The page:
Last year this wine was epic and one of my goto rose for sure, sadly this year it is a step back. The nose on strawberry colored rose, starts with lovely strawberry notes, along with crazy ripe red fruit, and raspberry. The mouth on this wine shows good acidity, with nice lychee, kiwi, tart red grapefruit, with more tart citrus, along with orange notes and nice slate. The finish is long with tart and ripe pomegranate and marzipan lingering.
2015 Hajdu Rose – Score: A- (and more)
This wine is mostly made from Grenache, with a blend of other wine. The nose on this lovely rose, shows with good earth, spice, mad pith, along with crazy spice, strawberry, mad raspberry, cloves, and citrus. The mouth on this lovely medium body, with great weight adding to the complexity of this wine, along with gooseberry, citrus, nectarines, balanced well with searing acid, lovely grapefruit, slate, straw, rich mineral, crushed herb, currant galore, with hints of blackcurrant and spice. This wine is a very generous fruity, refreshing, and mouth filling wine, with acid and pith lingering long with dark red fruit.
2014 Goose Bay Blanc de Pinot Noir – Score: B+ to A- (mevushal)
The 2013 vintage was too sweet for me, but this vintage was perfect, well balanced and showing lovely acid. The nose on this wine made from 100% Pinot Noir, was redolent with strawberry, herb, raspberry, slate, and mineral. The mouth on this lovely medium bodied wine has some weight and viscosity and it does have a tinge of residual sweetness, but well balanced with tart fruit, ripping acid, crisp and refreshing, showing currant, pink grapefruit, quince, lovely saline, gooseberry, nectarine, and more tart fruit. The finish is long and tart with nice pith and more acid rounding out the finish. BRAVO!!
2015 Gvaot Rose – Score: A- (and a bit) (shmita wine)
This wine is made of 100% Grenache and I hope it lasts longer than the previous vintages. The nose on this lovely wine is redolent with peach, plum, spiced cherry, and grapefruit. The mouth on this lovely medium bodied wine shows a more white fruit character than the nose with more lovely pink grapefruit, intense acid, lovely citrus, apricot, with nice herb, and black pepper. The finish is long with lovely litchi, crazy lemon fraiche, great spice, cloves, and more lingering acid and pith. BRAVO!!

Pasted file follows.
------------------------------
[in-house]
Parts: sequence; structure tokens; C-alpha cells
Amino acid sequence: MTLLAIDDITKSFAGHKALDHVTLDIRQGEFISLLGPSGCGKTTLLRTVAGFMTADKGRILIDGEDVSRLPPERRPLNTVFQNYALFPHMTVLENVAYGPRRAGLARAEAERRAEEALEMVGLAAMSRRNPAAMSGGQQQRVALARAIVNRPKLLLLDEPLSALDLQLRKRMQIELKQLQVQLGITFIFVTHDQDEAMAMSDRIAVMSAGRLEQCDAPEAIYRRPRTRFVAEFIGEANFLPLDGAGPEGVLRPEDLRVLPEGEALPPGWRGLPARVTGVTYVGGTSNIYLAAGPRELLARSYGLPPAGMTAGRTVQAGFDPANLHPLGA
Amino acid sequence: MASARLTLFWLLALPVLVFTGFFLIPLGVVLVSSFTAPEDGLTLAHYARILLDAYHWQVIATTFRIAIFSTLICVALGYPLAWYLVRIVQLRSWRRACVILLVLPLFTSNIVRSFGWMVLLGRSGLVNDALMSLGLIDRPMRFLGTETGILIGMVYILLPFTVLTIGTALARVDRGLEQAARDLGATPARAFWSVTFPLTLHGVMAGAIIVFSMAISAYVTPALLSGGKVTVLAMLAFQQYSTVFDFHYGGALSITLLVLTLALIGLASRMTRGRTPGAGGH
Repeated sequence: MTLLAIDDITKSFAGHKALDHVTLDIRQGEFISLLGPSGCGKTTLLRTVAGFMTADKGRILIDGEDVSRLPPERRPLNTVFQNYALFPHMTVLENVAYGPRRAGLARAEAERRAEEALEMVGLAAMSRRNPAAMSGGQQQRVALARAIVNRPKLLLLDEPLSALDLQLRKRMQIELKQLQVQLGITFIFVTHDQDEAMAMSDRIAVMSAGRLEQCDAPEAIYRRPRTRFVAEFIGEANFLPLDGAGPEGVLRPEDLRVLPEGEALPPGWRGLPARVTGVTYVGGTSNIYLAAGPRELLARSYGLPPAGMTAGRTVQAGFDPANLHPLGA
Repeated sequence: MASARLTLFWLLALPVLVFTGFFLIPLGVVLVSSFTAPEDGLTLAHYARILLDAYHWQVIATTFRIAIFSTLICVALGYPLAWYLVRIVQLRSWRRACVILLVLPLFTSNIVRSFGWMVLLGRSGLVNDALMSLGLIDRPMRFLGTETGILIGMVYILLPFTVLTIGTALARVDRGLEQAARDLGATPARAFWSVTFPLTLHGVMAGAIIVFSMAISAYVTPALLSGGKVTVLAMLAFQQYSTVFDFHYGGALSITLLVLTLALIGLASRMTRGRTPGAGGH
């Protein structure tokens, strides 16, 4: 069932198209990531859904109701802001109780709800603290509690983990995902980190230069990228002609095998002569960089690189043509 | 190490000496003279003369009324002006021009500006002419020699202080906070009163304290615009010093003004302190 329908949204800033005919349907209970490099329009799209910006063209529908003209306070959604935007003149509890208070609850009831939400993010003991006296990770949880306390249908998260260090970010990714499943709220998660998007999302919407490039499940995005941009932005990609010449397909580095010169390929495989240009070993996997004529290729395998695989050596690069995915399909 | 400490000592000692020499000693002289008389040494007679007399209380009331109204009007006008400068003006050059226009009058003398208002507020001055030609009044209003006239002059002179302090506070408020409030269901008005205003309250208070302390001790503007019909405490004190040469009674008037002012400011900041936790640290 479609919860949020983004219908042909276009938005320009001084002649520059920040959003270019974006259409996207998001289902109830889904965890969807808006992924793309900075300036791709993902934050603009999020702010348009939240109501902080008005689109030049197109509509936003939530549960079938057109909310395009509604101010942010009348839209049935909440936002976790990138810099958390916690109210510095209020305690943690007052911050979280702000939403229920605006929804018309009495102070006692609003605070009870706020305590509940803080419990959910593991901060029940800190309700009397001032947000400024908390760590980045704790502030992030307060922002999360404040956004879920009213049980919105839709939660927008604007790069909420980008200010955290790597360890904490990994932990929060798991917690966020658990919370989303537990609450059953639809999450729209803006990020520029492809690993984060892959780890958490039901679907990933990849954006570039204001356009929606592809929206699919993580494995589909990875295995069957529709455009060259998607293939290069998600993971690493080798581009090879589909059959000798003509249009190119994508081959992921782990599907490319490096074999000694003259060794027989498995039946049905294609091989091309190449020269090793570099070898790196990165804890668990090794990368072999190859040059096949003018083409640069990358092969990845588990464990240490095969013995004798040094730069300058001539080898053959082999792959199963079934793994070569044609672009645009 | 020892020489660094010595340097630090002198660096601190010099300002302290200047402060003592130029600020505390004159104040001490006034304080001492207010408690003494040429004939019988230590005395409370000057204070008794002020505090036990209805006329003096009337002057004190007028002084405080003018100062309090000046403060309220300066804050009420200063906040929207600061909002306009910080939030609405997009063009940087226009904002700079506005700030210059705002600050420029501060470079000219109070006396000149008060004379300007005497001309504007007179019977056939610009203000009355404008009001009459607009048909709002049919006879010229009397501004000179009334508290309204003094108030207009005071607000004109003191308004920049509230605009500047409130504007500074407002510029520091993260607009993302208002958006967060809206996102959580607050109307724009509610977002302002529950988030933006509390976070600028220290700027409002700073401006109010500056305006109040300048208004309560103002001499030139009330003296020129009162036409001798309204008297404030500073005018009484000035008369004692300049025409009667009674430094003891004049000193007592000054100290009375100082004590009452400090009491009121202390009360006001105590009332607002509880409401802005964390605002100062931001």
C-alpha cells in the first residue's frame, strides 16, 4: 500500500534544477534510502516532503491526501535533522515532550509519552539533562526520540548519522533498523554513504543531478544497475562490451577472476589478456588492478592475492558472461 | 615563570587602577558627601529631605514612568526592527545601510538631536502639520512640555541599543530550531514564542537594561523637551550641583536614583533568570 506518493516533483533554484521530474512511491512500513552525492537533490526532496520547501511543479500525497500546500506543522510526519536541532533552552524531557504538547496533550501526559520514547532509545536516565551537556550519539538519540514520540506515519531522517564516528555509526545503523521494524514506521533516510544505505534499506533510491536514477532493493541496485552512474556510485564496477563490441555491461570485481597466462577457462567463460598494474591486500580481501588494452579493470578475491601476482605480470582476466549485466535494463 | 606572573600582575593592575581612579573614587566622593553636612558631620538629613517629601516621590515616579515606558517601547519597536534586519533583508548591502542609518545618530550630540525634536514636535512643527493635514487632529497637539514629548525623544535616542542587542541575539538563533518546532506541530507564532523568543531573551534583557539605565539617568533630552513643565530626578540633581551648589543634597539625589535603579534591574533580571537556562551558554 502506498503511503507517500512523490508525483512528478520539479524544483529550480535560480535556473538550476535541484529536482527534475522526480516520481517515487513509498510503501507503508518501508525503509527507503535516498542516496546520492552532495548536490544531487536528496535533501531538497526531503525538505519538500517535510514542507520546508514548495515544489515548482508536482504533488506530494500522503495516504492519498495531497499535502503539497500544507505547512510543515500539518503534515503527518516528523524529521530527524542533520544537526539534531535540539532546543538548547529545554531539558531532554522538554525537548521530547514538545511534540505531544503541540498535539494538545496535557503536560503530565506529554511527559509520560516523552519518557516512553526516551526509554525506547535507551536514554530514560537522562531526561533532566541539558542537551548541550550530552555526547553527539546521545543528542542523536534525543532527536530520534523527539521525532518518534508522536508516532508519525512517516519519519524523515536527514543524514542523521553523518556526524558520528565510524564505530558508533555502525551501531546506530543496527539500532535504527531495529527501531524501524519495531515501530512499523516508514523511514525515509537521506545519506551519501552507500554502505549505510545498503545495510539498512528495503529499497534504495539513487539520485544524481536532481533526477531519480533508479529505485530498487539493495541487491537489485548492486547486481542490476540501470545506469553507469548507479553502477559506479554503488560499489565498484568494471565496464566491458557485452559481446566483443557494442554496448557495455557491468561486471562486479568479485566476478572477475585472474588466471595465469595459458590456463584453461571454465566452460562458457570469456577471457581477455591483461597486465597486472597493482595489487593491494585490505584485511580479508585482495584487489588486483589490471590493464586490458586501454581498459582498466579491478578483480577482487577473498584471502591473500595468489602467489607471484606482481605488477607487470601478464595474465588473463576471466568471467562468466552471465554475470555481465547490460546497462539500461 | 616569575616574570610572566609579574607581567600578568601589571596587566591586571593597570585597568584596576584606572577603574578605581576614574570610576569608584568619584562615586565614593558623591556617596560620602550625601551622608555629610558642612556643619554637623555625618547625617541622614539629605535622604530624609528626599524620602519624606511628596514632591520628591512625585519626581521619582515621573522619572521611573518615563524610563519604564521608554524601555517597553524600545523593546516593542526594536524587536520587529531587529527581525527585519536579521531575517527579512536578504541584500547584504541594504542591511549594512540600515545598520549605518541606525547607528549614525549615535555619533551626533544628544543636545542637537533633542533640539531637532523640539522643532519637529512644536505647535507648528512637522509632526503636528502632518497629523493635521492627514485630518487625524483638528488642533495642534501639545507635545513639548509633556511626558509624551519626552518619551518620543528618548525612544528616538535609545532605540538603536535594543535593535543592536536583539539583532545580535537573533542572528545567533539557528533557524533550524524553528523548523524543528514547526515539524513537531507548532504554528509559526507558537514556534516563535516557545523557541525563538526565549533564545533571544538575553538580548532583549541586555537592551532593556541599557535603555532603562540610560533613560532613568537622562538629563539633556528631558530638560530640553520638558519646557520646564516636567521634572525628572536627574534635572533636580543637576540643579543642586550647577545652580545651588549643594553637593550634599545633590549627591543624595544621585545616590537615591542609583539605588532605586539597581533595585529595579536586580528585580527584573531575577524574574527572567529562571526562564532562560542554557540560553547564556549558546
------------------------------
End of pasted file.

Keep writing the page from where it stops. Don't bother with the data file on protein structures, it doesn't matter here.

2014 Elvi Wines Vina Encina Rose – Score: A- (and a bit more) (BEST QPR ROSE) (mevushal)
Sadly, this wine is only available in Israel and Europe. This wine like the Chateau Montaud needs an hour or two of air to really come into its own. We last had this epic wine in Spain, at Moises’s house and now it is showing as well or better, if that is possible!! This lovely salmon colored rose is made of 100% Tempranillo Saignee and it reflects its redder brother, by showing ripe and tart fruit, but it adds white fruit and crazy intense acid. The nose on this wine is redolent and intense with raspberry, dark cherry, litchi, peach and floral notes. The mouth on this medium bodied wine first hits you with intense searing acid, followed by lovely mineral, saline, and then follows with ripe kumquat, nectarines, grapefruit, and dirt. The finish is long and tart with bitter notes, earth and grapefruit and candied pomegranate. Bravo!